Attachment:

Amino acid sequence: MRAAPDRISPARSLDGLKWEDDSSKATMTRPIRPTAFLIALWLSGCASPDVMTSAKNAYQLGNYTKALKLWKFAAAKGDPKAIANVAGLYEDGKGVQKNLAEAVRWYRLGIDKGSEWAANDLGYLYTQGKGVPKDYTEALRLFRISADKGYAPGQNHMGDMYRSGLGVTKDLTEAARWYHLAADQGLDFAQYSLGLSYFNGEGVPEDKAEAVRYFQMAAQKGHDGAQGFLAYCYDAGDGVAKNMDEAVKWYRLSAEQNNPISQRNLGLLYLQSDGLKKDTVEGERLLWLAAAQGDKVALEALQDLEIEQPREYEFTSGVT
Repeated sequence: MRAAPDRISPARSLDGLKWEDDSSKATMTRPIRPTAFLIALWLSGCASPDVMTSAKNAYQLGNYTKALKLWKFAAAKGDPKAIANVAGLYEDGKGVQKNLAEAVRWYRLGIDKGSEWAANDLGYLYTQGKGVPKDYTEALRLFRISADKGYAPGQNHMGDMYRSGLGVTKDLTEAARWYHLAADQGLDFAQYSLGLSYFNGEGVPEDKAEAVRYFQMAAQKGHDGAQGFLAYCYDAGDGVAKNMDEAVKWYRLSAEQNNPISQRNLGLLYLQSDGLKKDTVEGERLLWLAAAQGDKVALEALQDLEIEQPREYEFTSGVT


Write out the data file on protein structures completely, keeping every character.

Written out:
Amino acid sequence: MRAAPDRISPARSLDGLKWEDDSSKATMTRPIRPTAFLIALWLSGCASPDVMTSAKNAYQLGNYTKALKLWKFAAAKGDPKAIANVAGLYEDGKGVQKNLAEAVRWYRLGIDKGSEWAANDLGYLYTQGKGVPKDYTEALRLFRISADKGYAPGQNHMGDMYRSGLGVTKDLTEAARWYHLAADQGLDFAQYSLGLSYFNGEGVPEDKAEAVRYFQMAAQKGHDGAQGFLAYCYDAGDGVAKNMDEAVKWYRLSAEQNNPISQRNLGLLYLQSDGLKKDTVEGERLLWLAAAQGDKVALEALQDLEIEQPREYEFTSGVT
Repeated sequence: MRAAPDRISPARSLDGLKWEDDSSKATMTRPIRPTAFLIALWLSGCASPDVMTSAKNAYQLGNYTKALKLWKFAAAKGDPKAIANVAGLYEDGKGVQKNLAEAVRWYRLGIDKGSEWAANDLGYLYTQGKGVPKDYTEALRLFRISADKGYAPGQNHMGDMYRSGLGVTKDLTEAARWYHLAADQGLDFAQYSLGLSYFNGEGVPEDKAEAVRYFQMAAQKGHDGAQGFLAYCYDAGDGVAKNMDEAVKWYRLSAEQNNPISQRNLGLLYLQSDGLKKDTVEGERLLWLAAAQGDKVALEALQDLEIEQPREYEFTSGVT